Seeded seventh, they went one better than their ranking, the team happy with their efforts. With a male and female in each of the three categories – Junior, U23 and Elite – making up the team, it was a full squad effort.

Charlie Aldridge led the team off with a blistering lap, putting GB in the lead, with solid efforts from Anna McGorum and Emily Carrick-Anderson also producing strong rides to help the team to that sixth place finish.

Setting the fastest lap of the day, Aldridge said:

“I was a bit nervous today, but as soon as the gun went I was fully focused and I wanted to lead the whole lap if possible so I could control the descents and then go as deep as I could on the climbs. I’m really, really happy with it and I surprised myself with that time!”

“The nice thing about the relay is it makes mountain biking more of a team sport, which is really cool – it’s fun to race with the whole team and I think we can be happy with our result.”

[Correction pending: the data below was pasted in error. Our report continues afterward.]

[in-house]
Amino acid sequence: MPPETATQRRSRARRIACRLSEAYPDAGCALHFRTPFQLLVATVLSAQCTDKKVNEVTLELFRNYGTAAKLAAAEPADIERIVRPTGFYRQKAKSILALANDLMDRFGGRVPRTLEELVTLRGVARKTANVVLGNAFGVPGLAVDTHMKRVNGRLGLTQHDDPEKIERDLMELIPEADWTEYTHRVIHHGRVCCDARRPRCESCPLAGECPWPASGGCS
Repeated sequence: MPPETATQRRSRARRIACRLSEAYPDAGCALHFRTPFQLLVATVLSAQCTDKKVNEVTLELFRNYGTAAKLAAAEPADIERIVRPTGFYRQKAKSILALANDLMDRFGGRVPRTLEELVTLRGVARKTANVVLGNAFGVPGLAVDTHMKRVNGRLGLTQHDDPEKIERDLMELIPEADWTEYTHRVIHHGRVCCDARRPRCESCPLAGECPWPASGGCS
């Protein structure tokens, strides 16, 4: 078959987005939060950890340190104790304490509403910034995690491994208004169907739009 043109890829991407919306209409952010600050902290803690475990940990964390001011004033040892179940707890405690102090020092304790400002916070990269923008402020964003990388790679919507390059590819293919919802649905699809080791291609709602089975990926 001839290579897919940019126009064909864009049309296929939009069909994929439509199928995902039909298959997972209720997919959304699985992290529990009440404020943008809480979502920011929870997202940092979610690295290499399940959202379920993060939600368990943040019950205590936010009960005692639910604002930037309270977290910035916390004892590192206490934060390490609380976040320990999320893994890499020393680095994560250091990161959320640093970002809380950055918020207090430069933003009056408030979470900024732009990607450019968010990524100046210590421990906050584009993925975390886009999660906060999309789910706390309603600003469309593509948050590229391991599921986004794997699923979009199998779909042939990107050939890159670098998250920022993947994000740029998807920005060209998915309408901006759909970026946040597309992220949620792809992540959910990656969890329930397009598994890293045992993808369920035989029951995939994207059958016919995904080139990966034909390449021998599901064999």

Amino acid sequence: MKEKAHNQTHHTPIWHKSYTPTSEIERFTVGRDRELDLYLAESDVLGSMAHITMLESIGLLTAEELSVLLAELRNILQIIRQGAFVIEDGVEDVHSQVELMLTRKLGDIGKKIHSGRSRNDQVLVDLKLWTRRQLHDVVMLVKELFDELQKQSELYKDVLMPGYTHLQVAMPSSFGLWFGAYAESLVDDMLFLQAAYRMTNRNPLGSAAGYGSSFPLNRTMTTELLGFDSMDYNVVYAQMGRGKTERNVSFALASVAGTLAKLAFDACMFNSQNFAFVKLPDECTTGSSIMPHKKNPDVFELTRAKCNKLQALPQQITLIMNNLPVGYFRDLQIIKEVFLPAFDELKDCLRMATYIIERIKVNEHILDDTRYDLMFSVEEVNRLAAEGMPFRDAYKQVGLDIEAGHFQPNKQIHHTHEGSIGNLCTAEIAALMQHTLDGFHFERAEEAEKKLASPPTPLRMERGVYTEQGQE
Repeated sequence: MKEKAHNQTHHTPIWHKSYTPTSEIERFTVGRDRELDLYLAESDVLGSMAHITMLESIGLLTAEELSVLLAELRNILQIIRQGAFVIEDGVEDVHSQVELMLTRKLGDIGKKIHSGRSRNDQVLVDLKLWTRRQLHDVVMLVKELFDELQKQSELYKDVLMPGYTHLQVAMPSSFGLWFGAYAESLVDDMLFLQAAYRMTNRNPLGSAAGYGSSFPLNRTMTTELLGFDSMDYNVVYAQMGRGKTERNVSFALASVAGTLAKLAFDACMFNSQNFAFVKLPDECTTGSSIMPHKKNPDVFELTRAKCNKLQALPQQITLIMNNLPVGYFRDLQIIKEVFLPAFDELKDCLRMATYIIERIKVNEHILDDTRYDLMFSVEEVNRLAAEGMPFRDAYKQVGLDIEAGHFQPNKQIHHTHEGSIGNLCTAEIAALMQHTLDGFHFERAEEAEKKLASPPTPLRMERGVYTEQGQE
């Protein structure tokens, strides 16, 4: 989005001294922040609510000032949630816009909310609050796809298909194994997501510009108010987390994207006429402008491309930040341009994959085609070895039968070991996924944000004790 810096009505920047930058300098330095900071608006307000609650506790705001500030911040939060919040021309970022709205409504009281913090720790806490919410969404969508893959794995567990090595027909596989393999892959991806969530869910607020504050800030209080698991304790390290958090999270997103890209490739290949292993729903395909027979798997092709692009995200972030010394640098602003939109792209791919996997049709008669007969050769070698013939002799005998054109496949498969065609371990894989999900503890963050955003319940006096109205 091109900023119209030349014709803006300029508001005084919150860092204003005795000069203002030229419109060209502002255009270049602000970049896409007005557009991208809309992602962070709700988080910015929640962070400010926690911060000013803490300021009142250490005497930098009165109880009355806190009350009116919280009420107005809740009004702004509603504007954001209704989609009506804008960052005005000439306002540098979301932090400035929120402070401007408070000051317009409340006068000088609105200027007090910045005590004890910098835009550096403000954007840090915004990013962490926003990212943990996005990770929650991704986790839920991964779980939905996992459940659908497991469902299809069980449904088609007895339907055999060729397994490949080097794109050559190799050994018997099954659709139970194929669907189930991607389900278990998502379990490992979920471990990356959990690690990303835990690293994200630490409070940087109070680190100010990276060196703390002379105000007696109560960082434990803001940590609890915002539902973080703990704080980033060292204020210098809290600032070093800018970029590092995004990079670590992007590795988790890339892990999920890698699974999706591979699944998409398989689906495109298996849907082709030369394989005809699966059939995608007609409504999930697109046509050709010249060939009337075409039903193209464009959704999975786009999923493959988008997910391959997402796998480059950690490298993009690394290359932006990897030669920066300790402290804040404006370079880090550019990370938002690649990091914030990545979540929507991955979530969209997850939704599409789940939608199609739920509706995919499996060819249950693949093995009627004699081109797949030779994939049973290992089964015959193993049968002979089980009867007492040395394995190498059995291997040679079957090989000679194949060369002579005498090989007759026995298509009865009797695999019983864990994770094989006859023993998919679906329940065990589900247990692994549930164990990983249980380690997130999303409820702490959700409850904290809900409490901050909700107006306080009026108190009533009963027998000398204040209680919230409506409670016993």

Callum Thornley made his World Championship debut as Stirling joined the ‘super worlds’ party on a lovely sunny Wednesday afternoon. Contesting the U23 Men’s Time Trial, the Borders man was one of the early starters, rolling down the start ramp just after 3pm.

The course, which suited the strongman, was one that required a lot of power, but also careful pacing, with a headwind on the way out and a few rolling hills on the way back, before the iconic but gruelling climb up to Stirling Castle.

Passed by his minute man, who went on to take the title, Thornley fought all the way to the line, suffering up the steep cobbles, but could be very proud of his efforts to take a fantastic 14th place.

Of the experience, Thornley said:

“I stuck to my plan out on the road and got everything out – I couldn’t have done anything else.

“It was amazing seeing all the home support – it was quite a buzz – even going through small towns like Gargunnock and Cambusbarron, the roads were lined with people and hearing my name was pretty surreal. This is a once in a lifetime opportunity, and I was just trying to soak it all in beforehand – it was hard not to get carried away at the start.”

Thursday will be another day of varied action, with Mountain Biking in Glentress, Para-Road Time Trials in Dumfries and Galloway, and Trials on Glasgow Green.

Great Britain currently top the medal table a week into the championships, with Scotland contributing to an impressive 15 medals.